Thailand's No. 1 catch-phrase sums up the country perfectly. Same same... but different. To be honest, I thought (for some strange reason) that I already knew pretty much what to expect before I arrived, and that Thailand would hold no great surprises for me. Boy, was I wrong! Thailand is in many ways the "same same" as what I imagine other parts of Asia are like (not that I know — I haven't been anywhere else in Asia): it has similar cuisine; similar government and economic problems; similar mass-produced goods and shopping opportunities (thanks to similar illegal sweatshops); similar amusing (but still impressive) command of the English language; and a similar attitude towards Westerners (i.e. "we think you're weird, but you and your money are welcome nonetheless"). And yet, in so many other ways, it's completely unique from all of its neighbours, and its status as the world's top tourist destination is more than deserved. Thailand has been the perfect end to an incredible and epic trip — I'm very glad I stopped by; and I don't regret shirking on the rest of Asia, because doing otherwise would only have robbed me of precious Thai time.
My departure from London marks the end of my time here in Europe. It's been short, compared to my long stint in Latin America that was the "big boy" of this world trip. And it's been wildly different: modern, sophisticated, cultured, and pricey. But no world trip would truly be complete without a visit to Europe. It's the quintessential backpacker's destination. What's more, it's still wildly popular with tourists from all corners of the world, and in every level of the glamour spectrum from backpacker to millionaire. I've mainly confined myself to Western (and Southern) Europe; but even in that relatively small geographical area, there's an awful lot for me to wrap up. So here goes.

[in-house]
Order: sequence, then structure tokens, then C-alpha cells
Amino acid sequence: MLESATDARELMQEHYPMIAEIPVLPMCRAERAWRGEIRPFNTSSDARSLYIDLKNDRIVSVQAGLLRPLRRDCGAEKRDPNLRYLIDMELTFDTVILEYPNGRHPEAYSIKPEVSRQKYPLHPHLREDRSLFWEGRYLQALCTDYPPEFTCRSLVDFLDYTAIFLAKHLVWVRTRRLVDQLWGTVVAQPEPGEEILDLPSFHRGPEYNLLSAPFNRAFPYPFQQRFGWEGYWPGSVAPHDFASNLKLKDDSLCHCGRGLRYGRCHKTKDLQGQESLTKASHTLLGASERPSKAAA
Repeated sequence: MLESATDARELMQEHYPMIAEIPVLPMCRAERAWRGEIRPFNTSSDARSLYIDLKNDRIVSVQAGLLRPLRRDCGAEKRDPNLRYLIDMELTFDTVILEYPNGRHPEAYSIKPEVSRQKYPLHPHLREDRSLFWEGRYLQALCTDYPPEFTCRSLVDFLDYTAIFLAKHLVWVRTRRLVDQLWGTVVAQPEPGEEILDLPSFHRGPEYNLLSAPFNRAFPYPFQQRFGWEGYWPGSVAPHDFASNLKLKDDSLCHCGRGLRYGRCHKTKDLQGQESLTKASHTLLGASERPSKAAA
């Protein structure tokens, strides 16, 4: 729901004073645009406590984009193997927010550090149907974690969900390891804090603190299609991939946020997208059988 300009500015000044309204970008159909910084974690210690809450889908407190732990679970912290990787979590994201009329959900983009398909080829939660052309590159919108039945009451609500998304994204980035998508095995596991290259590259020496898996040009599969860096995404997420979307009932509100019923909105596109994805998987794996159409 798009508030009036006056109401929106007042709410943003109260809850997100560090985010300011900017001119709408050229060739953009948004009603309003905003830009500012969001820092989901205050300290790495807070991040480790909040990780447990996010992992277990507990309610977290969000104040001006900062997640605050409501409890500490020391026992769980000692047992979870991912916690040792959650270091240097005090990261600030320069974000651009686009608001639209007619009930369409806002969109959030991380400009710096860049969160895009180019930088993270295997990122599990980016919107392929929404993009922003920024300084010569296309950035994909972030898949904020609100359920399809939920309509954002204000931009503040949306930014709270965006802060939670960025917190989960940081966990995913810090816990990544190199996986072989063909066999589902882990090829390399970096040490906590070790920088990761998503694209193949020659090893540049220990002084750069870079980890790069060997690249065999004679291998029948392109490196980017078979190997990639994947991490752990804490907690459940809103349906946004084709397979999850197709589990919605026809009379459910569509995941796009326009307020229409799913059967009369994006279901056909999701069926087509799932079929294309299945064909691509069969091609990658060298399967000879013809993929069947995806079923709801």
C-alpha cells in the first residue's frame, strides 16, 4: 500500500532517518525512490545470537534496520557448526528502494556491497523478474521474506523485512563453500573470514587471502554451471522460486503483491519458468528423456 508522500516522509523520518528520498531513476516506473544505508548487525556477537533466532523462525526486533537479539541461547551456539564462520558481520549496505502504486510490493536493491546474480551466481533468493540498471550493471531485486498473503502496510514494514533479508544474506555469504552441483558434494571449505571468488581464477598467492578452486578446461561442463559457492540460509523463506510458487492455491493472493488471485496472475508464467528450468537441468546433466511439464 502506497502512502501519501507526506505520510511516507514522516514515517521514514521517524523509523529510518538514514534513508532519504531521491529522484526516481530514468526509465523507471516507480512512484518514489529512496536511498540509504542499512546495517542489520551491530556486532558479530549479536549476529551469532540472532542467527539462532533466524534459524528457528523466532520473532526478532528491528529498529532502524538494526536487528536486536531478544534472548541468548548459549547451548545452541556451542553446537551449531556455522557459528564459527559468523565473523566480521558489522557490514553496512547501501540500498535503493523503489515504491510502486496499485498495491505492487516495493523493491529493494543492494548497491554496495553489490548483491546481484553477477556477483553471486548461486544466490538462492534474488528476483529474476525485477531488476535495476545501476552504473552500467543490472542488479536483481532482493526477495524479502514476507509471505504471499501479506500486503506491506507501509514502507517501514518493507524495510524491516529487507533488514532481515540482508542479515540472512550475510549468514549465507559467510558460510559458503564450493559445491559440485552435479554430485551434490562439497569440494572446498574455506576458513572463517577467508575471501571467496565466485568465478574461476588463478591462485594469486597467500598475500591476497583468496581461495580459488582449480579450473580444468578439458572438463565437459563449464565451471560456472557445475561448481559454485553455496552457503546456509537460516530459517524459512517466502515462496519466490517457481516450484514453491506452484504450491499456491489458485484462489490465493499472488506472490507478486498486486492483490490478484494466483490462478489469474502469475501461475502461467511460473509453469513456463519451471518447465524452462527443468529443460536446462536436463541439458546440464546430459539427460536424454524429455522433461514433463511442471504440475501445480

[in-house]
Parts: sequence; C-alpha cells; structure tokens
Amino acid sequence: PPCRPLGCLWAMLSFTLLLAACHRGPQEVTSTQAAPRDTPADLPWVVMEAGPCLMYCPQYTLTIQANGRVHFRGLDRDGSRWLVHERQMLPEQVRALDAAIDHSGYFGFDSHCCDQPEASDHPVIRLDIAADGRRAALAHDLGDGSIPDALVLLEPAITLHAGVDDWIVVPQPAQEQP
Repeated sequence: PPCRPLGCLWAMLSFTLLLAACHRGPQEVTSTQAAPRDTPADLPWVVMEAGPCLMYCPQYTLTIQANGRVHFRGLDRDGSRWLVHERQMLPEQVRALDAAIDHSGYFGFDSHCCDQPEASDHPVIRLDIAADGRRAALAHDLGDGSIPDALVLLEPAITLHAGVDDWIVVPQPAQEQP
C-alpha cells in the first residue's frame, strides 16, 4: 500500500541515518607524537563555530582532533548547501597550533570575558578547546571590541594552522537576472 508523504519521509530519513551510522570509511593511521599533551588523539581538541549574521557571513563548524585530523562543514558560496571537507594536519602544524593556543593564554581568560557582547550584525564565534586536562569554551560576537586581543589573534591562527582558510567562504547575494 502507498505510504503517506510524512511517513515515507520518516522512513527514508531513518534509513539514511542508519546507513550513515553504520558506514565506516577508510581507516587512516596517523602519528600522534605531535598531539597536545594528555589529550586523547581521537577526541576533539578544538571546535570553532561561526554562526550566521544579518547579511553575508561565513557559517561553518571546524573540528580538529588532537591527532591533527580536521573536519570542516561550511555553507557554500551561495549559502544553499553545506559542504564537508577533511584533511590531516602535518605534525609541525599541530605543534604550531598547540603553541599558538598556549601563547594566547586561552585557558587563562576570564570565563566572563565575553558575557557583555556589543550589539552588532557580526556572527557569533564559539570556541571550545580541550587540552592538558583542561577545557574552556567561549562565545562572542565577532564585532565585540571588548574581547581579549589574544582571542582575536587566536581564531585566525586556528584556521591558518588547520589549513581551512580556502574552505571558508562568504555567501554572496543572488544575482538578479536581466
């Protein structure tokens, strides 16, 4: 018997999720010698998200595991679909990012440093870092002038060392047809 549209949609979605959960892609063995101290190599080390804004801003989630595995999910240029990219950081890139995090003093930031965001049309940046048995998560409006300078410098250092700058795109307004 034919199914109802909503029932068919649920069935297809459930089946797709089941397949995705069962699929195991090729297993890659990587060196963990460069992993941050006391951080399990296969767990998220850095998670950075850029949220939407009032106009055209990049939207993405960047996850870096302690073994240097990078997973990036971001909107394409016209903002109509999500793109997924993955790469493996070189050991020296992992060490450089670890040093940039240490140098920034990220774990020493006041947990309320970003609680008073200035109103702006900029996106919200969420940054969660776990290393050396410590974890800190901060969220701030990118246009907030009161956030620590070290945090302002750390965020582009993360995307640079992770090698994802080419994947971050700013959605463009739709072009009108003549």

They called me weird, they called me twisted, they called me crazy. But I did it. Twenty days. Almost three weeks. On the bike every day. Up mountains, in fields, through storms, against winds, and all alone. All the way around the island of Sicily, plus plenty more in between. The Great Sicilian Ride has been an utterly unique and inredible experience: it was the perfect thing for me to do on this trip, and it was the perfect time to do it. It's an experience that I'll treasure for the rest of my life, and that I wouldn't trade for anything else in the world. It's certainly had its ups and downs, and its trials and tribulations. There are certainly things about it that I could have done better, or planned better; and obstacles that I could have confronted better. But that's all part of the learning experience. Hopefully this will be my first great cycling trip, but not my last — and everything I've learnt here in Sicily will come in handy for Great Rides of the Future.
I've been thinking for some time about how I should wrap up my entire, colossally incredible six months here in South America. And I've decided that a conventional wrapup is simply out of the question. Too much to say. Too much already said. And really, no regular little reflective summary could ever do this experience justice. So instead of attempting such a futile endeavour, I have instead embarked upon another, less crazy, more fun little challenge: I have composed a "checklist" of my time down here! The checklist "ticks off" the things that every South American backpacker should do during their time down here, and that I can honestly say I've done. Plus, I've added a section down the bottom, for a few more that I haven't done, and that I should have done — or that it's perhaps good that I didn't do. Read, laugh, and enjoy. Por favor. And if you want to check off a few more South American experiences of your own, feel free to add them as comments.